Taylor Zajicek is a historian of Eurasia, the Middle East, and the places that unite them.
Zajicek’s first book project is an environmental and transnational history of one of the planet’s most notorious chokepoints: the Black Sea region. The manuscript details how the Black Sea’s fractious geopolitics—from the Cold War to today’s Russo-Ukrainian conflict—have transformed the region’s ecosystems.
Each chapter traces a material circulation that transcended the Black Sea’s political divisions. Case studies include scientific research alongside a diverse cast of nonhuman border crossers, such as pollution, dolphins, seeds, Chernobyl radionuclides, and invasive species. The project models a comparative approach to the history of the world’s oceans, whose particularities are often obscured by universal narratives of globalization or ecological decline.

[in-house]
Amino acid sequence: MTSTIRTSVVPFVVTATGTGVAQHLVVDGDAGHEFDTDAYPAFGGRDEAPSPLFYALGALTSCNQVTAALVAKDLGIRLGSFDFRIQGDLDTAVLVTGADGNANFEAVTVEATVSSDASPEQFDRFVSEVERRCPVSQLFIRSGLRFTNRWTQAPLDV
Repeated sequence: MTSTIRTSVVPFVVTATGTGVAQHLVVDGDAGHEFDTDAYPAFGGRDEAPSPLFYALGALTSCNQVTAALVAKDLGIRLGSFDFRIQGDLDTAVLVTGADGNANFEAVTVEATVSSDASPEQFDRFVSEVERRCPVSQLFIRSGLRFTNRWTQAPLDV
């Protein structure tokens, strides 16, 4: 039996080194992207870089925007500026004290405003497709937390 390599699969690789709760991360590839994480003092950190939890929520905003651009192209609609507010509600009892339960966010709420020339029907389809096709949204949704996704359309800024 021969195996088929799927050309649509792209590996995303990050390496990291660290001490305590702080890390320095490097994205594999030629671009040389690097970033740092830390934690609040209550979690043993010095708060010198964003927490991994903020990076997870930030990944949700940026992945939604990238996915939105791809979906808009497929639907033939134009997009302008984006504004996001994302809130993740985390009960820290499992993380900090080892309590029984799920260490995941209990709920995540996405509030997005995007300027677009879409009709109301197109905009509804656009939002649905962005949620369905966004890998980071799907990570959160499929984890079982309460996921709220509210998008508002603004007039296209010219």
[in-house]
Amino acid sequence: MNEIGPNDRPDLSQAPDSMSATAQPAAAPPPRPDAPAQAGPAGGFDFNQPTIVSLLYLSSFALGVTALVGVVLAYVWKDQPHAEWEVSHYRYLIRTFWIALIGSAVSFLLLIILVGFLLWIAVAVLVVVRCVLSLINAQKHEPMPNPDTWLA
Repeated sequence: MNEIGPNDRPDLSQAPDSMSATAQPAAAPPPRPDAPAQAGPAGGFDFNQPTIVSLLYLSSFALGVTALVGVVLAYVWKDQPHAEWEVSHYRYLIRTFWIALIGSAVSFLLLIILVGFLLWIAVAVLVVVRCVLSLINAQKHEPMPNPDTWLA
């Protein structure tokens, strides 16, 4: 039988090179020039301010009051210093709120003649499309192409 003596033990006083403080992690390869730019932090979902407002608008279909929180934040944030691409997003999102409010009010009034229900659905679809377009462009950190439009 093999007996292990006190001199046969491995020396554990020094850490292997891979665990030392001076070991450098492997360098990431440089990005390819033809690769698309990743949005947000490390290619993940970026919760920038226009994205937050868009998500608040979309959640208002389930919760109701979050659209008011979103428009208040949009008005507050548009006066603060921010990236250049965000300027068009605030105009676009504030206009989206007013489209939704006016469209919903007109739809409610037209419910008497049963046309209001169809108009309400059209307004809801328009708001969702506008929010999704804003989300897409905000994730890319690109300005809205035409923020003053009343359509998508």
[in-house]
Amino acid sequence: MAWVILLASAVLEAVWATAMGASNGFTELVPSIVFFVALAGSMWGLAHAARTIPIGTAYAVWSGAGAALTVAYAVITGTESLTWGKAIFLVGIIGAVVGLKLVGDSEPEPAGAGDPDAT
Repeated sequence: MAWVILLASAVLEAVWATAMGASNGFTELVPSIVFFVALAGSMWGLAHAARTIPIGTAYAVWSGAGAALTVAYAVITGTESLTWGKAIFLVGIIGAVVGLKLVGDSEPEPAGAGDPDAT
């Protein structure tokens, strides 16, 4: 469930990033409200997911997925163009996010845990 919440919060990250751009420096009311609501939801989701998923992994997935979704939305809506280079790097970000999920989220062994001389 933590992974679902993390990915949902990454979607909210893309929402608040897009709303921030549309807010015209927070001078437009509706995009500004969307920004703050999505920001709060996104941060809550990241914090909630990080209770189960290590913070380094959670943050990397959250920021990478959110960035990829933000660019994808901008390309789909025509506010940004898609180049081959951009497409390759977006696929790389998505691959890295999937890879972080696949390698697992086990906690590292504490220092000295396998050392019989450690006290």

Zajicek’s writing is based on archival research in six languages across seven countries. This fieldwork has been sponsored by external grantors, including the Fulbright-Hays Program, Social Science Research Council, and Association for Slavic, East European, and Eurasian Studies.
At the Harriman Institute, Zajicek is also working on a desert history of Central Asia and a digital humanities analysis of 1,300 Soviet conservation posters.
Zajicek earned his Ph.D. from Princeton University in 2023 and M.A. from the University of Washington in 2014 (the latter as a Gordon C. Culp Fellow). Between graduate studies he interned at the U.S. Embassy to Uzbekistan, worked as a photographer, and taught English in Turkey as a Fulbright grantee.
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